NCAA clears Memphis freshman Wiseman to return on Jan. 12

November 21, 2019 GMT
1 of 3
Memphis' James Wiseman reacts to a play from his spot on the bench as he sat out of an NCAA college basketball game against Alcorn State Saturday, Nov. 16, 2019, in Memphis, Tenn. (AP Photo/Karen Pulfer Focht)
1 of 3
Memphis' James Wiseman reacts to a play from his spot on the bench as he sat out of an NCAA college basketball game against Alcorn State Saturday, Nov. 16, 2019, in Memphis, Tenn. (AP Photo/Karen Pulfer Focht)

The James Wiseman saga finally has a resolution.

After months of back-and-forth between Memphis and the NCAA, the sports governing body has cleared the heralded freshman to return to the basketball court on Jan. 12.

Wiseman will sit out a total of 12 games under a decision announced by the NCAA.

The sports governing body also announced Wednesday that Wiseman must donate $11,500 — the amount of impermissible benefits the NCAA ruled he received — to a charity of his choice to regain his eligibility.


The University of Memphis issued a statement that the NCAA informed school officials that Wiseman must sit out nine games for the infraction and three more for the games the freshman already has played this season.

“Based on case precedent, the circumstances of this case and other mitigating factors, the University will immediately appeal this decision,” Memphis said. “We expect a more fair and equitable resolution, and we will exhaust all avenues on James’ behalf.”

Coach Penny Hardaway made clear after Wednesday night’s 68-58 win over Arkansas-Little Rock that he wasn’t happy with the punishment even as Memphis now knows how many games Wiseman will miss.

“I’ve stated from the beginning I didn’t think it was fair,” Hardaway said. “There’s nothing I can do about it. Obviously, James should be on the floor. That’s just how I feel.”

Wiseman had filed a lawsuit to continue playing after the NCAA ruled him “likely ineligible” for receiving the impermissible benefits from Hardaway — who was not the Memphis coach at the time.

Wiseman withdrew the lawsuit against the NCAA on Nov. 14 after Memphis played him in the Tigers’ first three games of the season. The 16th-ranked Tigers were 2-1 with the 7-foot-1 center on the court.

Once Wiseman withdrew his lawsuit, Memphis held him out of a win over Alcorn State while working to resolve his eligibility status with the NCAA. His first game back will be when the Tigers visit South Florida.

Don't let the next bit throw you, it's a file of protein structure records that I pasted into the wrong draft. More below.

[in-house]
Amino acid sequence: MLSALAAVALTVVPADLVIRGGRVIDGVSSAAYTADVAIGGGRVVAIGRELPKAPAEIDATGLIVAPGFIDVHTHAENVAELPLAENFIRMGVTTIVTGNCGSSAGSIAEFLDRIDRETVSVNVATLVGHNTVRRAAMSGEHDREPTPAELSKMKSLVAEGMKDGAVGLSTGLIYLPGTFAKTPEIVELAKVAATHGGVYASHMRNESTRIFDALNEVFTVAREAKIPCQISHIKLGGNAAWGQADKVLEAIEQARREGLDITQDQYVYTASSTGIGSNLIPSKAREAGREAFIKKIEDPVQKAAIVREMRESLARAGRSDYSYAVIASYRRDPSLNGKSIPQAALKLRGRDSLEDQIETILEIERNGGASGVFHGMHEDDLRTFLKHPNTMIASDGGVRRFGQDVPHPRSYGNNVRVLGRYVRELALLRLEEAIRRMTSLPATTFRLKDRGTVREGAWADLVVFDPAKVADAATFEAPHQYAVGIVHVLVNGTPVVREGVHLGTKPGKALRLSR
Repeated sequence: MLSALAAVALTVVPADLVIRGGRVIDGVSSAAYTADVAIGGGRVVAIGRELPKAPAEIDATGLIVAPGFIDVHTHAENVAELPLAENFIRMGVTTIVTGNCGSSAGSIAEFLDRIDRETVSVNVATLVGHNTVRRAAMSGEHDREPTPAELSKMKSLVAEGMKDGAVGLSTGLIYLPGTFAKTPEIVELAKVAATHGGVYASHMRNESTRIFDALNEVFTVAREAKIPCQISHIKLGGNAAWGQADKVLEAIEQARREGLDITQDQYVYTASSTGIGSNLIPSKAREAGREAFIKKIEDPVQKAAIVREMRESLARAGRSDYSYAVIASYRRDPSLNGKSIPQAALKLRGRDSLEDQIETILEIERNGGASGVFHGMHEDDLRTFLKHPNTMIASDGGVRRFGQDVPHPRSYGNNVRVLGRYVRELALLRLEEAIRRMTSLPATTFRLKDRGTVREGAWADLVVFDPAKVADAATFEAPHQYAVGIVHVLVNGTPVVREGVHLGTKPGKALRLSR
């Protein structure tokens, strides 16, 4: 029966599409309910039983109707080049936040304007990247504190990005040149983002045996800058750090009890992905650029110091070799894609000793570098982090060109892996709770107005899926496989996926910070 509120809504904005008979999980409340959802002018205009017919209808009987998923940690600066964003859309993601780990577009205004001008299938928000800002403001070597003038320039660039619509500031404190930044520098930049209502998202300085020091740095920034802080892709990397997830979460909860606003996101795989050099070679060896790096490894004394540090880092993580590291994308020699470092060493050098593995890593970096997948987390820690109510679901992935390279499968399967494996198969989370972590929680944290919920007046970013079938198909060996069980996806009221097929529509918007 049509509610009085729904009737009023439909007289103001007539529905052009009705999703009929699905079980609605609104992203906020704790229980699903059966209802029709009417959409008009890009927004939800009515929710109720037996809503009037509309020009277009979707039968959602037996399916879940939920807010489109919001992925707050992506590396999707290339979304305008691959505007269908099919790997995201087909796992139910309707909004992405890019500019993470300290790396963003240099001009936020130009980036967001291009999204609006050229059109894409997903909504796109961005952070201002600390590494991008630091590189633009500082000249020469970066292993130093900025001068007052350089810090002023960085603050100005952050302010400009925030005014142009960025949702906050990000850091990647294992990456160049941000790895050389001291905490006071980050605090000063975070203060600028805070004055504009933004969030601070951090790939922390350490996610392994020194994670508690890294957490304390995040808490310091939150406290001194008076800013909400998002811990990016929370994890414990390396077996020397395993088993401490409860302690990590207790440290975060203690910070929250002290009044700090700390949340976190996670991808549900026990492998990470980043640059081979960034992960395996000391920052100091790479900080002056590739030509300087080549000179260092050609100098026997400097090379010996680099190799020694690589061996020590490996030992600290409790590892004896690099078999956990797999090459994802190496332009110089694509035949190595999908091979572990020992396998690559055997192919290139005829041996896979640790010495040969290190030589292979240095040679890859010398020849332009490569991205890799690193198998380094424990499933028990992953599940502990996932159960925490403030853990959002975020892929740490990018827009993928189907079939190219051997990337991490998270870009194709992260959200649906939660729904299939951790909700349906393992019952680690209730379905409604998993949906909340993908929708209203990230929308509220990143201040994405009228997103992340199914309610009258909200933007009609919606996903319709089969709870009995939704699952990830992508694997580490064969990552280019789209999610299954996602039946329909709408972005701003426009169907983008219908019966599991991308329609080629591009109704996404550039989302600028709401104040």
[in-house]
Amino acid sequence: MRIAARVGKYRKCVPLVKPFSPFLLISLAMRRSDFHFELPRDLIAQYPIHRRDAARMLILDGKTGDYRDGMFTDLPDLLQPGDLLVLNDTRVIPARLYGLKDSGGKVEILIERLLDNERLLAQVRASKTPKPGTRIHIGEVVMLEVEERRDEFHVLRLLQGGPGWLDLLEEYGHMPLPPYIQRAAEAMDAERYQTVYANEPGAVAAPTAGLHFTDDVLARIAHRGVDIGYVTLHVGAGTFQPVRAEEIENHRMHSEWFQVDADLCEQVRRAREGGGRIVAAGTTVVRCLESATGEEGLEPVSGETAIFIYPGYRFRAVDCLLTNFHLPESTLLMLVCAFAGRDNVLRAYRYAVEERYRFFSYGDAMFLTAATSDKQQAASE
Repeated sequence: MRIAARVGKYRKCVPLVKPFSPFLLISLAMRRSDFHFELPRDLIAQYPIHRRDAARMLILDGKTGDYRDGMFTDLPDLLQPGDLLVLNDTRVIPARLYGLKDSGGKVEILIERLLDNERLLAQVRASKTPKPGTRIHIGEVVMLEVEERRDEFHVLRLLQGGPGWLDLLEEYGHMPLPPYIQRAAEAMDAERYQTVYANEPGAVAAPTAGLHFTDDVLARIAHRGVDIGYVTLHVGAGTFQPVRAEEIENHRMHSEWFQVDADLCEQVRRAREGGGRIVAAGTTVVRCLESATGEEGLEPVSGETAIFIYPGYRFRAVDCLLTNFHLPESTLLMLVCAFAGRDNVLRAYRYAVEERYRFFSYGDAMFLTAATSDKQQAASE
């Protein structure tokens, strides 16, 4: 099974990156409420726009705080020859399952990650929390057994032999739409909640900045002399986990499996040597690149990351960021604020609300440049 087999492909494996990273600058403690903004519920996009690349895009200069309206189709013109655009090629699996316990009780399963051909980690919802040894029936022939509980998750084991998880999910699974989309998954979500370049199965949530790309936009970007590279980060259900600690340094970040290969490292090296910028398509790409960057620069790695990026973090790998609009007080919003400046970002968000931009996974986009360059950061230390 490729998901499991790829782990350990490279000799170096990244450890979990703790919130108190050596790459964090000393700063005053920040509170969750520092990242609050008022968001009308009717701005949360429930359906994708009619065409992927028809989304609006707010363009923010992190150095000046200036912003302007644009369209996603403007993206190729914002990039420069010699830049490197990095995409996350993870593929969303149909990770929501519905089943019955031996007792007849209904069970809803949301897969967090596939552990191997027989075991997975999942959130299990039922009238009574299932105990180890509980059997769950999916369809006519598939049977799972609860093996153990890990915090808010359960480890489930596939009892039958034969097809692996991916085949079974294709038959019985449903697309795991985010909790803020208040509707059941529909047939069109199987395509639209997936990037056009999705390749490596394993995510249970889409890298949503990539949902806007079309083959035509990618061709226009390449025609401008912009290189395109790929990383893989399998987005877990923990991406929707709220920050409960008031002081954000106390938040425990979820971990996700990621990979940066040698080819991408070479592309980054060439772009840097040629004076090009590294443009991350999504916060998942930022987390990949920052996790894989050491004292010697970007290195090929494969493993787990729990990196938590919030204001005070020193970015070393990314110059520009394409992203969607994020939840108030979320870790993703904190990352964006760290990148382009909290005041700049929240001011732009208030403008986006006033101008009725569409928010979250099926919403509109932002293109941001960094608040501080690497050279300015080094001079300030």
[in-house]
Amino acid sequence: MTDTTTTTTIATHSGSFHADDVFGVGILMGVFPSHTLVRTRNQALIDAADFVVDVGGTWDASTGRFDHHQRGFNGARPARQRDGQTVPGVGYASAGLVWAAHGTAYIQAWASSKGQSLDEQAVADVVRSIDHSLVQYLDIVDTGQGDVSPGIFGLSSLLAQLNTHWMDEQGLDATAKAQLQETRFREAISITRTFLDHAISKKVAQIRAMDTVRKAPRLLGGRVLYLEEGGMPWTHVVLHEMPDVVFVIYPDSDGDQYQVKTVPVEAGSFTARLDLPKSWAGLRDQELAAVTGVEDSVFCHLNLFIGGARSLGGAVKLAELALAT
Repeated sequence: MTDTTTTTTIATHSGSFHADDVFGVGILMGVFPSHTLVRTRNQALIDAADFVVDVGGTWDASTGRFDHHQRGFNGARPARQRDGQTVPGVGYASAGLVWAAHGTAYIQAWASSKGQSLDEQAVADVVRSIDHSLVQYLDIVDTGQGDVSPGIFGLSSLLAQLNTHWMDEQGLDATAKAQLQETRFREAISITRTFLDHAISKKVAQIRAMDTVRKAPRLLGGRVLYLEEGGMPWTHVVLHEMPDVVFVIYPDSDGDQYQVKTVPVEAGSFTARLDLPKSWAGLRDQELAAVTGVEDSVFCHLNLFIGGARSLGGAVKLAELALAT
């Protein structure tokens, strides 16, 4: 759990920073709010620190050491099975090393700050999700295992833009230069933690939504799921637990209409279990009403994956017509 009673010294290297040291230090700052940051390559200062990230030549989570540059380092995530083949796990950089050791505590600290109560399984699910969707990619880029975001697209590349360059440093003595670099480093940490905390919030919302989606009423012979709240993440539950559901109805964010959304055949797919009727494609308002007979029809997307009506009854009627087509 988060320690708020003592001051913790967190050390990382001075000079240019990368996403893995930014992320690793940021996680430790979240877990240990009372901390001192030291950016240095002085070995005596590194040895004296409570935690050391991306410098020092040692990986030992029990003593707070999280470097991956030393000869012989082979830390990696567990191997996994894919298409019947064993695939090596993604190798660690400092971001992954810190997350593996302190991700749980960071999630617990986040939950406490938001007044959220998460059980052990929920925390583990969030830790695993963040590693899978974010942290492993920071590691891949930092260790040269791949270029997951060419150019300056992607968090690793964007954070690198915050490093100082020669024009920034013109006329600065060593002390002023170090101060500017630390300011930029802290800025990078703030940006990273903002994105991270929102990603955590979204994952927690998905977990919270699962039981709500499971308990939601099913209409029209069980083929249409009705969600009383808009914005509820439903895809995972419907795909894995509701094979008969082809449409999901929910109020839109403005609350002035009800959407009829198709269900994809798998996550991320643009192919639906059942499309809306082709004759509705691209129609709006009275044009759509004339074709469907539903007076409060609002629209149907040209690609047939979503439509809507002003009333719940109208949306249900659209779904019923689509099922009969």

The NCAA had ruled Wiseman was “likely ineligible” due to $11,500 Hardaway gave the center’s family for moving expenses from Nashville to Memphis in the summer of 2017. That started a legal battle that featured Wiseman suing the NCAA and obtaining a temporary restraining order to play two games.


Memphis said Wiseman will sit out Wednesday night’s game against Arkansas-Little Rock.

Wiseman also will miss the Tigers’ game Nov. 28 against North Carolina State in Brooklyn, New York, on Dec. 28. Wiseman will miss a trio of games against Southeastern Conference teams: Saturday vs. Mississippi, Dec. 14 at No. 20 Tennessee and Jan. 4 vs. Georgia.

The freshman also will miss the first two games of league play in the American Athletic Conference — pending Memphis’ appeal.

The NCAA noted in its release Wednesday that the payment to Wiseman’s family in 2017 was not allowed because of Hardaway’s status as a booster, which included a $1 million donation to the university for the Penny Hardaway Athletic Hall of Fame.

“Boosters cannot provide financial assistance to prospective student-athletes, their family members or friends unless that assistance is generally available to other members of the student body and is not given based on athletics ability,” the NCAA release stated.

It’s the latest step in the dramatic and much-debated saga over a center who could be the No. 1 pick overall in the NBA draft next June if he leaves Memphis after his freshman season. Through it all, Wiseman had the backing of his coach, the university and all Memphis as he battled the NCAA off the court.

Wiseman played Memphis’ opener, then went to court on Nov. 8 for a temporary restraining order that allowed him to play in a rout of Illinois-Chicago as a starter less than an hour after a judge signed the paperwork. He played in a loss at then-No. 14 Oregon and remains Memphis’ leading scorer averaging 19.7 points and 10.7 rebounds.

He dropped the lawsuit and his attorneys said it had become clear the lawsuit was an issue between the university and the NCAA.

The lawsuit had stated the NCAA first ruled Wiseman eligible in late May before sending Memphis a letter just before the season opener that the freshman was “likely ineligible” for what the governing body deemed impermissible benefits from Hardaway, before the former NBA star became Memphis’ coach.

Both Hardaway and Wiseman’s lawsuit stated the coach had disclosed the money given for moving expenses in 2017 before Wiseman played at East High School as a junior for Hardaway. The university said in a statement that Wiseman didn’t know about the money given to his family.

Hardaway was hired by his alma mater as head coach in March 2018. Wiseman committed to Memphis and Hardaway in November 2018 as the gem in the nation’s No. 1 recruiting class for Hardaway.


More AP college basketball: and